The race for the Republican Party’s 2016 presidential nomination includes 10 candidates who have formally declared their intention to run and several others likely to launch bids for the White House.
Candidates are trying to stand out in a crowded field before the party’s first debate in August because only the top 10 contenders will be invited to participate.
Here is a list of the Republicans seeking the nomination or considering jumping into the race for the November 2016 presidential election:
Retired neurosurgeon Carson, 63, is a favorite of conservative activists. He has played up his outsider status as a political neophyte, although he still lags in the polls. Raised in a poor family headed by a single mother, Carson rose to be director of pediatric neurosurgery at Johns Hopkins in Baltimore. He is the only black candidate running from either political party.
Cruz, 44, of Texas is the Tea Party favorite. He was blamed in some quarters for the October 2013 government shutdown because he wanted to link funding to repeal of Obama’s healthcare law. The Harvard-educated son of a Cuban immigrant, Cruz was the first Republican to jump officially into the race and made an explicit appeal for Christian supporters.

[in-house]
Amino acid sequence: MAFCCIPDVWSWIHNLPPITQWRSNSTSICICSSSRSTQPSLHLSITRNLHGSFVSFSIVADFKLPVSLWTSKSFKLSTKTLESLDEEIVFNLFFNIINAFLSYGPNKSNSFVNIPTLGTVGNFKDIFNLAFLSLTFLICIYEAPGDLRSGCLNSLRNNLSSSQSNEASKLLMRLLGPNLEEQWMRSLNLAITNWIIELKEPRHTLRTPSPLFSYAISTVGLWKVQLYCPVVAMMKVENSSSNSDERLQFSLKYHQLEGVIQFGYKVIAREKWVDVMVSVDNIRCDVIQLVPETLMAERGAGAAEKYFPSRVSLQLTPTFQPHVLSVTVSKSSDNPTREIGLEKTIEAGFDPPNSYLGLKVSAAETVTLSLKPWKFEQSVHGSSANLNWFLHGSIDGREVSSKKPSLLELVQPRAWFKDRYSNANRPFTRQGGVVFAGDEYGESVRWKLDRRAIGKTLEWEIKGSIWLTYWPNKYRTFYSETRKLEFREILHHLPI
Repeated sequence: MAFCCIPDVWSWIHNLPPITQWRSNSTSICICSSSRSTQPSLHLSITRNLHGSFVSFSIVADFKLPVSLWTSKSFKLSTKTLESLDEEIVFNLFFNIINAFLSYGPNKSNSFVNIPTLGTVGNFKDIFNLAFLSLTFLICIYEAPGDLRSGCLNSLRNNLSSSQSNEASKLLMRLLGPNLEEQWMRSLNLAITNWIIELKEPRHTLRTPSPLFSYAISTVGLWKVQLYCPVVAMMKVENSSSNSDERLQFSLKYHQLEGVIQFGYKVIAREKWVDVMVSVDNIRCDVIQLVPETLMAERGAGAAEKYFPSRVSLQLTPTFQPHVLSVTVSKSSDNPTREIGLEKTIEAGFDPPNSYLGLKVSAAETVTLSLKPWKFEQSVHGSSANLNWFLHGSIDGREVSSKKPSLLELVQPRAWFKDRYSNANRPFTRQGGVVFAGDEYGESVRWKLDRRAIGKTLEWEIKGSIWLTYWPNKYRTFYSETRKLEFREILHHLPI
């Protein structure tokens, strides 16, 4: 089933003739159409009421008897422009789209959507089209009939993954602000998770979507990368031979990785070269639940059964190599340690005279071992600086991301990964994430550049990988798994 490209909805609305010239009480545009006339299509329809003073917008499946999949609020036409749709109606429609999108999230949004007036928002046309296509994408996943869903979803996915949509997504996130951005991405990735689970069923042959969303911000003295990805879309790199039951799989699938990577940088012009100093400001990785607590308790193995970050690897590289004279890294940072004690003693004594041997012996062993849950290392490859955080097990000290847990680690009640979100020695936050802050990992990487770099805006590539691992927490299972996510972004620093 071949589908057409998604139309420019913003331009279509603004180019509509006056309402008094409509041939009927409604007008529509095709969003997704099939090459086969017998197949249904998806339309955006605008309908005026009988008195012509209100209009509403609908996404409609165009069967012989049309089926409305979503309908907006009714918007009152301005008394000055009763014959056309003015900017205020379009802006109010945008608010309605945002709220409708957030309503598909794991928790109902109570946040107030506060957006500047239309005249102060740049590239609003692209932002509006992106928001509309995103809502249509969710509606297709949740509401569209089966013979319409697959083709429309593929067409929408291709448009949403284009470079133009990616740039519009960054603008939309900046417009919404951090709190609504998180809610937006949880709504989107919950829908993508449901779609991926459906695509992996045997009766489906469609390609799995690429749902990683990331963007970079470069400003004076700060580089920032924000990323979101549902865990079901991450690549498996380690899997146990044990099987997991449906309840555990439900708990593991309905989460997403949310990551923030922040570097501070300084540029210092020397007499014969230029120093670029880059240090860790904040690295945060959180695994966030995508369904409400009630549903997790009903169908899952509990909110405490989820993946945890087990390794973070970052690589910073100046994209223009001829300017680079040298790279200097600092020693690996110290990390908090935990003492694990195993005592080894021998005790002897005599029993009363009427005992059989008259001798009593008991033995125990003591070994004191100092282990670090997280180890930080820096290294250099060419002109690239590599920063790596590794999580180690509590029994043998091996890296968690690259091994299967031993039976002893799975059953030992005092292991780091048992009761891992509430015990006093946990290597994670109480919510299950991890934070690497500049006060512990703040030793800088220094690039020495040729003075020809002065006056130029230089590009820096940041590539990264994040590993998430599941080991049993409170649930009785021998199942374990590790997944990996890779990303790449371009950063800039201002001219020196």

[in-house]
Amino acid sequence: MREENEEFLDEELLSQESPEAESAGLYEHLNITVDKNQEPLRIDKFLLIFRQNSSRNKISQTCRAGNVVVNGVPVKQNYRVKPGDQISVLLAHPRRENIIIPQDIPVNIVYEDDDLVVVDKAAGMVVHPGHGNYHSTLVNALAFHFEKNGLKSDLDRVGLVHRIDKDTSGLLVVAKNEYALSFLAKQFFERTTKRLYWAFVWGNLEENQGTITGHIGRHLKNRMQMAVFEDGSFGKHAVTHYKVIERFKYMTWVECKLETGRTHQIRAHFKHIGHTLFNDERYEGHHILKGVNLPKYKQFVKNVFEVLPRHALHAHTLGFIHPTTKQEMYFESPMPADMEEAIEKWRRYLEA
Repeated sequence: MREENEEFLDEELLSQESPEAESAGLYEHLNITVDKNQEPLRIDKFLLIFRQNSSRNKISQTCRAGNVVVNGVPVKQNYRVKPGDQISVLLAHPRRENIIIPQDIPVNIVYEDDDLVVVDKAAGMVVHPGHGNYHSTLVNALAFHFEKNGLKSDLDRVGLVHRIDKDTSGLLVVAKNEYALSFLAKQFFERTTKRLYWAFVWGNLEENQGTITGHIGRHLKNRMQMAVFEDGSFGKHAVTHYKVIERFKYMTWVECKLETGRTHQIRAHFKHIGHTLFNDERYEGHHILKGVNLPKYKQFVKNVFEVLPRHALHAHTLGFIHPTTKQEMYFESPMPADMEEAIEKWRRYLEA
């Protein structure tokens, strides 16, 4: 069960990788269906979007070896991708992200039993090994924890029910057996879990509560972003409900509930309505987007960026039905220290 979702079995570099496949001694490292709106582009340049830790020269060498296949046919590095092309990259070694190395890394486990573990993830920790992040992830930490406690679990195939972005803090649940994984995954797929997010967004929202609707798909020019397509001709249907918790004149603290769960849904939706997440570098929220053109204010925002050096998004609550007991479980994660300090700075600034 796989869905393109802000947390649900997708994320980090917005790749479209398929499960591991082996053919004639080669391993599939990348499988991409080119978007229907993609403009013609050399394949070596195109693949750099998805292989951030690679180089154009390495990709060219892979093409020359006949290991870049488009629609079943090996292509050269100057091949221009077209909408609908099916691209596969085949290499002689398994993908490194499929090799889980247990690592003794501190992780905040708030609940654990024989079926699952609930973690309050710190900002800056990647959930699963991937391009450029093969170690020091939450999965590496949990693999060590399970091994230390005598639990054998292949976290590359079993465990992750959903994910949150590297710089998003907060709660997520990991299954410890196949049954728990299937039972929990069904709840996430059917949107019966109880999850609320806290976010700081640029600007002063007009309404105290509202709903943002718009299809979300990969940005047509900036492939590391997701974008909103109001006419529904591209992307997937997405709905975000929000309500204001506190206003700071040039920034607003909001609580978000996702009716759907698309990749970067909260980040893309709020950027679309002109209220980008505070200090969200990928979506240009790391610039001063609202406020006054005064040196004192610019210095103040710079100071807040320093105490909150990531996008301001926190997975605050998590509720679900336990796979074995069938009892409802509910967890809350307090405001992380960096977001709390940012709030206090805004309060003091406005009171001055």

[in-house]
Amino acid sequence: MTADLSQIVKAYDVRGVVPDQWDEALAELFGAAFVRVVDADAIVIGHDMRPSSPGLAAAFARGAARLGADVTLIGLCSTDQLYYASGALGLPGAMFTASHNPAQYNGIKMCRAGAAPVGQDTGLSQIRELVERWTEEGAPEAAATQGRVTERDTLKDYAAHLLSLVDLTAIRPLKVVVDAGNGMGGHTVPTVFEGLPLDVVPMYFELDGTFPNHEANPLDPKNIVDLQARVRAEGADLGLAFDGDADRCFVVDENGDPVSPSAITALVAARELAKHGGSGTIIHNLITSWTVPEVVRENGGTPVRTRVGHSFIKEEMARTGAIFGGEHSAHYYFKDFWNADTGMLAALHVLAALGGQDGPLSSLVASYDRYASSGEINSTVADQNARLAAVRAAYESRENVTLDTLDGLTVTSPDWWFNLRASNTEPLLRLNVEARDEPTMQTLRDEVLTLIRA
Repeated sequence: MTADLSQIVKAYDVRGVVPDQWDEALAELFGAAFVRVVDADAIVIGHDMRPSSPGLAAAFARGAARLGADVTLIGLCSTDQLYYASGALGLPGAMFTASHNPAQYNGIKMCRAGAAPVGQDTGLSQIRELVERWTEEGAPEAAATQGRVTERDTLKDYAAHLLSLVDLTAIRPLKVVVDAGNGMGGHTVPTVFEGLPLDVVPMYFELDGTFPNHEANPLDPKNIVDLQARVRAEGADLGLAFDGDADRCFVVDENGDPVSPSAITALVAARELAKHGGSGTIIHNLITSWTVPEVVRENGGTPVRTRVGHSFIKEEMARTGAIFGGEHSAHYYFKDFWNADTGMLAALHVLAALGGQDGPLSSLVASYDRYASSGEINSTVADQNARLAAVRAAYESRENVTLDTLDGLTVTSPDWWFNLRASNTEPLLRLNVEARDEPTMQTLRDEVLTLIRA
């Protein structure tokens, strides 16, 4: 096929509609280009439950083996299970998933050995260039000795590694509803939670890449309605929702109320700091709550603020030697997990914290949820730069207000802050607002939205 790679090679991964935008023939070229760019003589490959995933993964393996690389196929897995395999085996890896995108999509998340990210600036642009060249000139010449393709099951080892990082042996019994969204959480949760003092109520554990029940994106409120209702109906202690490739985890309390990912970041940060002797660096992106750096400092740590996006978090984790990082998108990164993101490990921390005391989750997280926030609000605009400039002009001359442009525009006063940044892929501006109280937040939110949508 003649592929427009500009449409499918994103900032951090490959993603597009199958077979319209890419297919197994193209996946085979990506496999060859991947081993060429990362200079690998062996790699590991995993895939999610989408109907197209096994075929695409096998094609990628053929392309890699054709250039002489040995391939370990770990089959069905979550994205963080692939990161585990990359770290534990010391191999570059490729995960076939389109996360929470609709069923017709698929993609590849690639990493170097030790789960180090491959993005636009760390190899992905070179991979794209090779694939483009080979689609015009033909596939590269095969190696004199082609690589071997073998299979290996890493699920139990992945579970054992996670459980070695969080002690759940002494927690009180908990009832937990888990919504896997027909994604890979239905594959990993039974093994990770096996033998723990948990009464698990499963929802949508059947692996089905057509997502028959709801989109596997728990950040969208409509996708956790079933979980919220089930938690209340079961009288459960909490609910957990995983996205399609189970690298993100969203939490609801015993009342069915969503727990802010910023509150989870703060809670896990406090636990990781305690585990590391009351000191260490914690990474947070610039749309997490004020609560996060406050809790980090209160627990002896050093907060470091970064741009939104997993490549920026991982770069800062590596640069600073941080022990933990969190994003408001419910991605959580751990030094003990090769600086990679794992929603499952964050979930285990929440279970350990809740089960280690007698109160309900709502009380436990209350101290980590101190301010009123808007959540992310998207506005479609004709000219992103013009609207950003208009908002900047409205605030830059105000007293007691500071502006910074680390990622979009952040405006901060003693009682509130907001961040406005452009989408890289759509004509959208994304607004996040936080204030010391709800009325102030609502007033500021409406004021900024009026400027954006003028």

Once one of the most powerful women in American business, the former Hewlett-Packard Co chief executive is positioning herself as an outsider with corporate experience. But she was pushed out of the tech company and later ran a failed race for a U.S. Senate seat. Fiorina, 60, has criticized the only other woman so far seeking the presidency, Democrat Hillary Clinton.
The South Carolina senator, a close ally of 2008 Republican nominee John McCain, is running as a defense hawk on security issues and has made criticism of President Barack Obama’s foreign policy the center of his campaign. A well-known face on Sunday U.S. news programs, the 59-year-old has been more moderate on other issues such as immigration reform and climate change. He is last in Reuters/Ipos poll of possible Republican candidates with less than 2 percent support.